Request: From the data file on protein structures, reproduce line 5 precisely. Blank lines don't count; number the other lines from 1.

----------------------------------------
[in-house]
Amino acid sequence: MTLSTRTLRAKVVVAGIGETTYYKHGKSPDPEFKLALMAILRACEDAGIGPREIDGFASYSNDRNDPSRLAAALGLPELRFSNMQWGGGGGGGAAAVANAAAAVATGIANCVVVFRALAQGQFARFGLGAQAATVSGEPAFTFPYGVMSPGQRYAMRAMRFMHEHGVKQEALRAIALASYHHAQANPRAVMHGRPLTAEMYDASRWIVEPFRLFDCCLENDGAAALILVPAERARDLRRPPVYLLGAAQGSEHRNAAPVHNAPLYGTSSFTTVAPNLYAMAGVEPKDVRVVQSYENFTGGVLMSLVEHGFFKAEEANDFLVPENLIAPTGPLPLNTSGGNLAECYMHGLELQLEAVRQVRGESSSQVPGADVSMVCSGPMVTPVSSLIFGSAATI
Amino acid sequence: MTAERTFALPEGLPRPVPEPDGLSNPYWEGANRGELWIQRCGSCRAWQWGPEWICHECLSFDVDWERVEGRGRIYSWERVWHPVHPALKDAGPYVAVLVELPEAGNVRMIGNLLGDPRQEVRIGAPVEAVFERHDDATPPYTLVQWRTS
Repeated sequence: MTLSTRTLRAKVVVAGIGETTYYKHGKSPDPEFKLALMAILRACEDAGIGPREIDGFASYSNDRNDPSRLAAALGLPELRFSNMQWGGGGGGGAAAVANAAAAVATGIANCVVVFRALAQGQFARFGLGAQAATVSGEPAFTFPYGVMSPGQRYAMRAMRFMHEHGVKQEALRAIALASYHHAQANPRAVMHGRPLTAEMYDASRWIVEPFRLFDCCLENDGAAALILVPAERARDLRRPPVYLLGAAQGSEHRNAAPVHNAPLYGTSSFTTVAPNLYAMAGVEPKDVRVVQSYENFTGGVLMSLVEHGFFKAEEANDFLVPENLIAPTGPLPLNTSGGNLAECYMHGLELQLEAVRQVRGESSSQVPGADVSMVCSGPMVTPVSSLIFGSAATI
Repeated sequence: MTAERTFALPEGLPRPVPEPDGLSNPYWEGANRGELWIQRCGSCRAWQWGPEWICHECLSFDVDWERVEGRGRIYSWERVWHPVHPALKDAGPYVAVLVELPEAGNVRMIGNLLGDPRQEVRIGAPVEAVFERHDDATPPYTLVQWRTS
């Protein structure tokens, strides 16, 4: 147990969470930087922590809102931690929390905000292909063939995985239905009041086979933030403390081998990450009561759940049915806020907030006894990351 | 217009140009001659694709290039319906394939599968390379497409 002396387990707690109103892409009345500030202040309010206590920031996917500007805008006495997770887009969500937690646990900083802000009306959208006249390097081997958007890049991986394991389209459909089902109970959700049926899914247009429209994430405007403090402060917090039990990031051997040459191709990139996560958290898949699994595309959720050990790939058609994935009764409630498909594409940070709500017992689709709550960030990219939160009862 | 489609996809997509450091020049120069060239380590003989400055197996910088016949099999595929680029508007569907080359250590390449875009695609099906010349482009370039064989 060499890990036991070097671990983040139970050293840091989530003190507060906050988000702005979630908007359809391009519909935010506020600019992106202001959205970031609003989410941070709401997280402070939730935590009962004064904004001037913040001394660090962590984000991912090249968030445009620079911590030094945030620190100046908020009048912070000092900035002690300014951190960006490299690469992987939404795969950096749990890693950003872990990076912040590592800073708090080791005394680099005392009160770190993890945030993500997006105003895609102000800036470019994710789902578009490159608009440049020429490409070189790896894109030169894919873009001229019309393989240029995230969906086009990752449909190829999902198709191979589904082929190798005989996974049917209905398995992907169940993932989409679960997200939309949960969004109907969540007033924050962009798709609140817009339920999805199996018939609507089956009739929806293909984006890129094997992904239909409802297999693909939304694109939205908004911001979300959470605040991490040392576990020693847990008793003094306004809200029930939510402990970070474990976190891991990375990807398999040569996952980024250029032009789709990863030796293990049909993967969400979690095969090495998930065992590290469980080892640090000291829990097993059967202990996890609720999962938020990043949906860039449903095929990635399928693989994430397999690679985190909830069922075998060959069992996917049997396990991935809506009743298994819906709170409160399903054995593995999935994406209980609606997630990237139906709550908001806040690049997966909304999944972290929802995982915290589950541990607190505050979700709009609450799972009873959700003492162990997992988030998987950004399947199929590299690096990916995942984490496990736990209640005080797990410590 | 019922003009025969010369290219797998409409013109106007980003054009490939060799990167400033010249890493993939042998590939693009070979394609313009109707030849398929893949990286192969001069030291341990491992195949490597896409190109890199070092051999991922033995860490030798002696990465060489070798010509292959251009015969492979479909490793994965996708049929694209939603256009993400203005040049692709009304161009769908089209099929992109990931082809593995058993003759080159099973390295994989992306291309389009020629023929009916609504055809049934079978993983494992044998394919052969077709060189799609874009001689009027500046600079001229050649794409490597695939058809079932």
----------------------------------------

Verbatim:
Repeated sequence: MTAERTFALPEGLPRPVPEPDGLSNPYWEGANRGELWIQRCGSCRAWQWGPEWICHECLSFDVDWERVEGRGRIYSWERVWHPVHPALKDAGPYVAVLVELPEAGNVRMIGNLLGDPRQEVRIGAPVEAVFERHDDATPPYTLVQWRTS